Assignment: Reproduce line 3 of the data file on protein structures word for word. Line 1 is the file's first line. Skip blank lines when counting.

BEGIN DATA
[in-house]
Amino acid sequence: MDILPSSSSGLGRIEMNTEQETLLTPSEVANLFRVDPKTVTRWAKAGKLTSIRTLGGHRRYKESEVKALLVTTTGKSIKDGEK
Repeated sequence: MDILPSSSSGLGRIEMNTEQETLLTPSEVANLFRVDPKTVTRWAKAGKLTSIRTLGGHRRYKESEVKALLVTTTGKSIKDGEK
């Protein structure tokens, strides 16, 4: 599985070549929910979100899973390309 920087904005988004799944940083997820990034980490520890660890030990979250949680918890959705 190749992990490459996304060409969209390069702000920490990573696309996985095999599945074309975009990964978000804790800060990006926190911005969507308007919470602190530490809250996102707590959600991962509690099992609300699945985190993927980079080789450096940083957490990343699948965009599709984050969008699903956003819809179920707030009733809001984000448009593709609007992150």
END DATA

Repeated sequence: MDILPSSSSGLGRIEMNTEQETLLTPSEVANLFRVDPKTVTRWAKAGKLTSIRTLGGHRRYKESEVKALLVTTTGKSIKDGEK